Audible.com, ”Yahoo! Broadcast,” and MP3lit.com
Admit it: as much as you’d like to brag that you read all 523 pages of Stephen King’s Hearts in Atlantis the old-fashioned, ass-numbing, hard-copy way, sometimes the short-attention-spanned, gizmo-loving part of you would rather download the audiobook. The advantages? You can have the melodious tones of both King and Oscar-winning actor William Hurt voicing the tale, for one. And if you download the 1960s coming-of-age story onto a portable player, you can listen to the narrative wherever you want. Ain’t technology grand?
With several downloadable audiobook sites to choose from — even the formerly all-music Liquid Audio has gotten into the action by excerpting a sneak preview of The Sopranos’ Michael Imperioli reading Mario Puzo’s Omerta — the first stop for literary lazybones should be PC-based www.audible.com . Besides being one of the few sites where you can download full-length audiobooks, it’s perfect if you’re looking for something specific — like, say, the Spanish version of King’s Dolores Claiborne (”Durante treinta anos, los habitantes de la isla Little Tall…”). With more than 12,000 titles in the database, breadth of selection is Audible.com’s biggest selling point — though notable omissions include works by Anne Rice and Tom Clancy. Also, the audiobooks can only be downloaded to a specific MP3 portable, the Diamond Rio 500, which can be ordered at a discounted rate through the site. In addition to the latest installments from mega-sellers John Grisham and Patricia Cornwell, the site provides audio digests from The New York Times and The Wall Street Journal, and original programming featuring Robin Williams chatting up the likes of George Lucas and Eric Idle. Audible.com divulges a scant, 30- to 60-second preview before making listeners shell out cash for the full text (from as little as a promotional $1.95 for Angela’s Ashes to $90.95 for a year’s subscription to the Los Angeles Times).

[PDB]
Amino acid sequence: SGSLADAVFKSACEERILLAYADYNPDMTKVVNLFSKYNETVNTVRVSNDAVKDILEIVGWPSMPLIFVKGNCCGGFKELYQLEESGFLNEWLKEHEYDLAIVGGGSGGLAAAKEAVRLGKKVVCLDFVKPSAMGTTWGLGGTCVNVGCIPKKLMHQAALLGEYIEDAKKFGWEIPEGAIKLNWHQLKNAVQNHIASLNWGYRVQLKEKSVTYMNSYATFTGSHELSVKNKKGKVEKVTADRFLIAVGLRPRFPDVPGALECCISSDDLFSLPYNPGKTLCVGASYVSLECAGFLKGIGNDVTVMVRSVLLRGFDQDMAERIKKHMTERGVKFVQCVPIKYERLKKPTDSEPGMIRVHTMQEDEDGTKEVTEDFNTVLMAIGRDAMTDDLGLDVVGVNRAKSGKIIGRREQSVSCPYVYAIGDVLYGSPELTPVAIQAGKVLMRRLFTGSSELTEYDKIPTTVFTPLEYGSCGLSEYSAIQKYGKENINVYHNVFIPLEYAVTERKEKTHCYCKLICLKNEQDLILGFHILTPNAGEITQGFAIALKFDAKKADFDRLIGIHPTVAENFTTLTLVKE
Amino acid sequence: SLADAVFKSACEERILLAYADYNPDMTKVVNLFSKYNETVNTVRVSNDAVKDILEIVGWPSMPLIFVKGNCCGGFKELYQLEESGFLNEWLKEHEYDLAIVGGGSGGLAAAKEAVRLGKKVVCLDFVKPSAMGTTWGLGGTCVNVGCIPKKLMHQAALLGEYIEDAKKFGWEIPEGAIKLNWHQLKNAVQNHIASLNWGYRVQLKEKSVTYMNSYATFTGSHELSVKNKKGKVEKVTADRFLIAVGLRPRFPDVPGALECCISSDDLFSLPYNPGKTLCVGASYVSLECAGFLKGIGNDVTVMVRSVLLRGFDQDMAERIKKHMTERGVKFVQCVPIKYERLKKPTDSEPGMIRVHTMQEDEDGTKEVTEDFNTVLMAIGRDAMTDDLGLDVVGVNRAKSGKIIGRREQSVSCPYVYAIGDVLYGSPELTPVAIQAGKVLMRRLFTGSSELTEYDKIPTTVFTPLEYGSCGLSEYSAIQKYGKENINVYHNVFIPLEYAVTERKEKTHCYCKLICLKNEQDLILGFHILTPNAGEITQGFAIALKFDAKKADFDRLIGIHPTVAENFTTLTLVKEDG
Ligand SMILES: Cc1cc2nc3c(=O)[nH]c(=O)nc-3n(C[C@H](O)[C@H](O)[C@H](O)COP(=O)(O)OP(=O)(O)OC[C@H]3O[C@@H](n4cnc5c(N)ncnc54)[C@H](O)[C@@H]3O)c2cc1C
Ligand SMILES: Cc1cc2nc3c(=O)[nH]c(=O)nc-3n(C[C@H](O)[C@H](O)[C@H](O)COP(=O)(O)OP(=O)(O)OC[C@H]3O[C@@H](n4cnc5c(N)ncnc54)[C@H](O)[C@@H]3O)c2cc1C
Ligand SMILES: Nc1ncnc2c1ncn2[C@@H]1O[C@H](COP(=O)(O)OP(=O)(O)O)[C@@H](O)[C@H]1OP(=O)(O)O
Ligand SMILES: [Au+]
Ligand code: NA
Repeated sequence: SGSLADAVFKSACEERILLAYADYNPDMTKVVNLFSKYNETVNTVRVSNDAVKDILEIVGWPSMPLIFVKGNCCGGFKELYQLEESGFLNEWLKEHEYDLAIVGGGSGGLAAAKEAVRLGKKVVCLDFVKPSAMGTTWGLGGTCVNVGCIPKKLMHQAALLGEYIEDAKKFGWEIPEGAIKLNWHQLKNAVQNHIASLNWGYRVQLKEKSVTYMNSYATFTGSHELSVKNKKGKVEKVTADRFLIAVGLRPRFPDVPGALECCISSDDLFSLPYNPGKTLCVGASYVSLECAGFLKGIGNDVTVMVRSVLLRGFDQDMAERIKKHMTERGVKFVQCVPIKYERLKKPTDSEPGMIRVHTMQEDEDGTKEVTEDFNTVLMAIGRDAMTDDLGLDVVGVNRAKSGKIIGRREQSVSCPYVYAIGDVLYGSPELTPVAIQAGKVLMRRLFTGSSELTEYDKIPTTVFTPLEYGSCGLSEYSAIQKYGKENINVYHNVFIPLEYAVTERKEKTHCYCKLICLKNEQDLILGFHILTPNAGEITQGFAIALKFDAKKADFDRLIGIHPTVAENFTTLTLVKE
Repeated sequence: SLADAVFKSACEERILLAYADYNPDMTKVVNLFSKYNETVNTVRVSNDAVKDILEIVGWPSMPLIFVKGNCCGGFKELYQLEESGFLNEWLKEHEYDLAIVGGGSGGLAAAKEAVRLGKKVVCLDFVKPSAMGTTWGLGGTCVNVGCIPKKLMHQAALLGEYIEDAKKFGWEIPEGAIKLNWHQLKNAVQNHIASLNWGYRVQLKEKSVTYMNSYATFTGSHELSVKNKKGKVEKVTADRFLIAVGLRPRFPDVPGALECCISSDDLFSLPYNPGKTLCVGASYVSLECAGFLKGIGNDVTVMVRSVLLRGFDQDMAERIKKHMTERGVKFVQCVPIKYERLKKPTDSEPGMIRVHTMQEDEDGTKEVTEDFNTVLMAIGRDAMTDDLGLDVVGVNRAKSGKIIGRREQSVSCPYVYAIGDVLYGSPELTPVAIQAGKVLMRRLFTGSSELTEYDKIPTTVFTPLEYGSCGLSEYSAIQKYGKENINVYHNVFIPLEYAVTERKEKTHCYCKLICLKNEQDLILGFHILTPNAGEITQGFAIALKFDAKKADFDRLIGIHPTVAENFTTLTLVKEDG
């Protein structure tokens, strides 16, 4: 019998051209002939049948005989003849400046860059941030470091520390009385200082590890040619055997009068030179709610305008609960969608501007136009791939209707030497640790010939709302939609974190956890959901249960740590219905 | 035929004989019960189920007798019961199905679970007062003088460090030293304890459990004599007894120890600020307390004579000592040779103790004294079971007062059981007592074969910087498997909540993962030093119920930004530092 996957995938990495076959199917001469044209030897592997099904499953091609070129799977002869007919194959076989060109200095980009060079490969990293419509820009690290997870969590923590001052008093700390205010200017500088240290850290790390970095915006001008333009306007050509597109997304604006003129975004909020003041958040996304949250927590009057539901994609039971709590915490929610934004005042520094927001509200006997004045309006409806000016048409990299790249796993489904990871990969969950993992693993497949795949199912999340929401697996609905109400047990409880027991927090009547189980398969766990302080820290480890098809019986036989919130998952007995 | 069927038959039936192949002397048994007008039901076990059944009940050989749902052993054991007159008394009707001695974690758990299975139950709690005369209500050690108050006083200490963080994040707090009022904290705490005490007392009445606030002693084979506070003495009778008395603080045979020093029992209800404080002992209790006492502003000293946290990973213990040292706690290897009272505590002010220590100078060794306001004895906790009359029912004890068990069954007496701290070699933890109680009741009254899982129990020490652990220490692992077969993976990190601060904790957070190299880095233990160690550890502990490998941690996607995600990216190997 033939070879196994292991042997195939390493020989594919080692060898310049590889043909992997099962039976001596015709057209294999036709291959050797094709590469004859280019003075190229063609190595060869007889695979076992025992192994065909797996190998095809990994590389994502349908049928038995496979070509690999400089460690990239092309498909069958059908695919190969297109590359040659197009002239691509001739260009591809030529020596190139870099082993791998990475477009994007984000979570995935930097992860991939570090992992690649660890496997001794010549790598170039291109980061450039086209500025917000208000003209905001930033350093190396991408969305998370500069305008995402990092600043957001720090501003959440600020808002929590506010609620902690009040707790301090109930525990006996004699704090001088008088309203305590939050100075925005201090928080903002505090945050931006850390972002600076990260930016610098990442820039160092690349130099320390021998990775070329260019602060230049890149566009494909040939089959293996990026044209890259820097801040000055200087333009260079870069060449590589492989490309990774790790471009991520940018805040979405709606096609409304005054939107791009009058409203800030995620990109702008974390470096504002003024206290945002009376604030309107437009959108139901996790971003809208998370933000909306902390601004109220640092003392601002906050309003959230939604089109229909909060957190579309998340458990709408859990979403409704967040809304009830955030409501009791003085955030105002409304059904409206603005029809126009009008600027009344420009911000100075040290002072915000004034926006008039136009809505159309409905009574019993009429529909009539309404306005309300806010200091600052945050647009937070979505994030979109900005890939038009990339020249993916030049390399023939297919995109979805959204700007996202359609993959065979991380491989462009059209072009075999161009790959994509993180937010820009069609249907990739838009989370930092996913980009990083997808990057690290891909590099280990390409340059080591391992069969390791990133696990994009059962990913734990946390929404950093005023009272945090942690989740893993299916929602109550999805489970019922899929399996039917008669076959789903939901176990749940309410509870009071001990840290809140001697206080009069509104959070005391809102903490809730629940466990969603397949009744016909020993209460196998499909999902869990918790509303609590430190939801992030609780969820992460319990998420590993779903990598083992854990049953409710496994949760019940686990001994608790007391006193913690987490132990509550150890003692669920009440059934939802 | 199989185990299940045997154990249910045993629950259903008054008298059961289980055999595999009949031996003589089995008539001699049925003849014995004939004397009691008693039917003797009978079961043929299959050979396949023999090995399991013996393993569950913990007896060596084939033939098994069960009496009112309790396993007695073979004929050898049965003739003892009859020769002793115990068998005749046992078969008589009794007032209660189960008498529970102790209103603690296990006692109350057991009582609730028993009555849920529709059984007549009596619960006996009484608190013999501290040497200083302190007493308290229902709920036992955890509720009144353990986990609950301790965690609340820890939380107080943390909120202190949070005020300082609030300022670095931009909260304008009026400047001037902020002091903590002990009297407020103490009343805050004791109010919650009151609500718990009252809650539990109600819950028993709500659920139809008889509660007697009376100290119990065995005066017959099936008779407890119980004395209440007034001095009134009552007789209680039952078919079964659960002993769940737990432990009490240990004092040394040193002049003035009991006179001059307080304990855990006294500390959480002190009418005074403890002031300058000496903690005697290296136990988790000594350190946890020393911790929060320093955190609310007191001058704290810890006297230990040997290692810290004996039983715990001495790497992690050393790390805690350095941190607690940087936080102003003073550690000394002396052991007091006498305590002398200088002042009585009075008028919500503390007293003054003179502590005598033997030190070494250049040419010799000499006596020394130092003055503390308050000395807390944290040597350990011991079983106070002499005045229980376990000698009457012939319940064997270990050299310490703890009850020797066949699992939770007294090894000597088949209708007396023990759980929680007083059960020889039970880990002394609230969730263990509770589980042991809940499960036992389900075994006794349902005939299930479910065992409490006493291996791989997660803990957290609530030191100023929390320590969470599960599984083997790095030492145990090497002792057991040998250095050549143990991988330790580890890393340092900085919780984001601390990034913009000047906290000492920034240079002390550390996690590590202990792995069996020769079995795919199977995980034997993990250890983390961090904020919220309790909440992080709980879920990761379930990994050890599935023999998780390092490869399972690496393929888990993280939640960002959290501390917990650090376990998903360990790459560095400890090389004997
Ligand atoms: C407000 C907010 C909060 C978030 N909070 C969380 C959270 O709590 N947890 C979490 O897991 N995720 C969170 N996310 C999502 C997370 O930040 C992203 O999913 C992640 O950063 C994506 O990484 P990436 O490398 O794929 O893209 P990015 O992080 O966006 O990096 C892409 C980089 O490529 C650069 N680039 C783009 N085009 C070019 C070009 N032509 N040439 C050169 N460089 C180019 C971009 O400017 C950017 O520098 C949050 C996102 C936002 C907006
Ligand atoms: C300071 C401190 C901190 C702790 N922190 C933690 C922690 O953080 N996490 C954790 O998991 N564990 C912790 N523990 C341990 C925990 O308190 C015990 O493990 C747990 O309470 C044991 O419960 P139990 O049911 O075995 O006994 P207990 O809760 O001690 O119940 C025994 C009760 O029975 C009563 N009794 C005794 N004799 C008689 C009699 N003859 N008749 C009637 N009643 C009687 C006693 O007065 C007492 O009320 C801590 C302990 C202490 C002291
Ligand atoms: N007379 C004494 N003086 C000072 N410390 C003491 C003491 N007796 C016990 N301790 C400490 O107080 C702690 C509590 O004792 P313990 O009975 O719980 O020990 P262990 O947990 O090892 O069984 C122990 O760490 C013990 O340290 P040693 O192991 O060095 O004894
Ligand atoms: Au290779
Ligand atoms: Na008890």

Moola isn’t needed at the audiobooks section at Yahoo! Broadcast (www.broadcast.com/audio books). In a few minutes you can hear free RealPlayer and Windows Media Player versions of classics like Jane Austen’s Mansfield Park and Charles Dickens’ A Tale of Two Cities after listening to a short advertisement from Yahoo! and background info on the author. But don’t look for contemporary works: While there is the occasional Christopher Buckley selection, this is more English lit than best-seller territory. Celebrity readers are scarce, too — unless you consider Larry King blustering through his latest memoir a star-studded event.
Finally, there’s MP3lit.com (www.mp3lit.com), a hip, easy-to-navigate compilation of the latest (and edgiest) in spoken-word performances. While the site has an eclectic (and fast-loading) mix of offerings — from excerpts from Nerve.com’s collection of steamy tales breathily murmured by Parker Posey and Ione Skye to original 1972 recordings of Anais Nin reading from her diaries — it offers only snippets: For the full text, you have to buy the audiobook on tape or CD (links are provided). Still, any medium that lets Posey-voiced soft porn rub shoulders with Jane Austen has to be considered technological progress. Audible.com: A Yahoo! Broadcast: B+ MP3lit.com: B